This can-do attitude also allowed LaBaer and the Biodesign Institute to retool their lab rapidly. “As a clinician and a doctor, and also one who does diagnostics, I realized I was going to need CLIA certification for this,” LaBaer said. The Clinical Laboratory Improvement Amendments (CLIA) govern lab testing and require clinical laboratories to be certificated by their state as well as the Center for Medicare and Medicaid Services before they can accept human samples for diagnostic testing.

LaBaer not only navigated complex federal regulations to gain CLIA certification, but he also got the lab cleared by the FDA and got emergency-use authorization. “We got fully certified to do everything,” he said.

Next came tweaking their molecular-biology protocols. “We had to get all of our equipment into a single room under a separate lock and key because we’re dealing with clinical samples that, in theory, could carry live virus,” LaBaer said. Only certain people are allowed in and out of that room so that it’s safer for the university and everybody in it. They also had to develop automation, train personnel, work out how to transfer samples from collection kits to the tubes used to run assays, and how to check bar codes to ensure two forms of identification at every step. Biodesign Institute scientists got this all set up in four weeks.

The Biodesign Institute’s high-throughput platform uses specialized robots to process samples, allowing it to get results faster than state and hospital labs, where tests are usually processed by hand. Plus, robots can read results for multiple samples at the same time, allowing ASU to complete hundreds of tests a day. (The lab promises results in 48 hours, but so far, from the moment they get the sample to the moment they deliver the answer, they are averaging under 24 hours.)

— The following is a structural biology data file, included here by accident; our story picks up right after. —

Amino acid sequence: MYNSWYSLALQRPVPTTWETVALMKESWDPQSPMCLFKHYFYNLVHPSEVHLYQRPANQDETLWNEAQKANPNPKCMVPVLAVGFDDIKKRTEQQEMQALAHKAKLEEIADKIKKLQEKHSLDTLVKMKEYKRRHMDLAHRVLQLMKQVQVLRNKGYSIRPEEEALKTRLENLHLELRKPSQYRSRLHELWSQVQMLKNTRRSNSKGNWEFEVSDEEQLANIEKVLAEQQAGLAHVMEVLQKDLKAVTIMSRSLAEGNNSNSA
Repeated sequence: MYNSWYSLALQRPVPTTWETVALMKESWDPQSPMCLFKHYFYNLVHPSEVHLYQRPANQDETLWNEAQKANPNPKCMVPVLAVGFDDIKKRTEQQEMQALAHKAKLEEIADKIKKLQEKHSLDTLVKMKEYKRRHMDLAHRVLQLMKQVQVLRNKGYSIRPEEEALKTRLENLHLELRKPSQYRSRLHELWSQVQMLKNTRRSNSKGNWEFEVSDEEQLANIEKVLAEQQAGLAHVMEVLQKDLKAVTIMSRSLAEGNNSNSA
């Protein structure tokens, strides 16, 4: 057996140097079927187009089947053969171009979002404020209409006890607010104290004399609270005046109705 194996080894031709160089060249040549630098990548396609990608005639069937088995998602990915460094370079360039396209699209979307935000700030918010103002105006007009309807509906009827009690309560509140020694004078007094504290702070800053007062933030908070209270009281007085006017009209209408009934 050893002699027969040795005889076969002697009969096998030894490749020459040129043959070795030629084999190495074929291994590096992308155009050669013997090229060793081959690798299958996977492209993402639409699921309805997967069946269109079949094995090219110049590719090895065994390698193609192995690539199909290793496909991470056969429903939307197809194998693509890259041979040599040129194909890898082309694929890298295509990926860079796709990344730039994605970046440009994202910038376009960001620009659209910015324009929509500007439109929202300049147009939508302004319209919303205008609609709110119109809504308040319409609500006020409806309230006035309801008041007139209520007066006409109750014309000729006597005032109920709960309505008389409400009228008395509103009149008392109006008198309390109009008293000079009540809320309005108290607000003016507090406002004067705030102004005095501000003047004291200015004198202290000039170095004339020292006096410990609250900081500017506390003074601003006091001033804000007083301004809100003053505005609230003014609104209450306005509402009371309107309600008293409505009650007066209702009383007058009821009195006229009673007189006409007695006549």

LaBaer said they are currently analyzing about 400 samples a day, gathered from people experiencing COVID-19 symptoms who have been seen at various healthcare facilities or their drive-through sites. “The entire process, start to finish, is done by robots, which means that without even taking a deep breath, we can do 400 samples a day. It would not take much to expand that to round-the-clock testing to analyze well over 1,000 samples a day if needed,” LaBaer said.

Even with the headstart the BARDA project allowed, gearing up for high-speed coronavirus testing has not been easy or inexpensive. The supplies, implementation and staffing are costly. Plus, LaBaer and his team realized that if demand for testing were to increase dramatically, they would be dead in the water if one of their instruments went down.

Fortunately, the Virginia G. Piper Charitable trust made a $2 million emergency grant to boost ASU’s COVID-19 preparedness in several areas: testing healthcare workers, first responders and other people with essential jobs; assembling nose and throat swab test kits for healthcare providers; and manufacturing personal protective equipment such as face shields through 3D printing.

“Frankly, we had no idea where we were going to get support,” LaBaer said. “So, they stepped up in a huge way.” Piper Trust’s funding helped to cover the cost of equipment, supplies and personnel time. It also helped to purchase a second robot to prepare solutions and process and test samples. “Everything we have now is duplicated, so if any one thing went down, sure, it would slow us down, but it would not stop us,” LaBaer said.

It takes a group of three individuals to run the lab each day, but the Bioscience Institute is onboarding more teams in case the demand for testing increases. “The idea is to have several such teams that never see each other in person so that no team can infect the other teams if they were to get infected,” LaBaer said. The goal is to use testing to keep doctors, nurses and other first responders free of disease so they can continue to care for others safely. If the lab had to go to a 24-hour operation, with multiple teams, it could probably do north of 2,000 assays a day. “With the automation, it’s very scalable,” LaBaer said.

Also scalable is ASU’s university-wide response to the coronavirus crisis. More than 100 labs across the university are involved as well as engineers who have ramped up a massive initiative to design, produce and distribute personal protective equipment and other medical supplies such as swabs and face shields that are already being used by ASU Health Services and medical facilities around the Valley.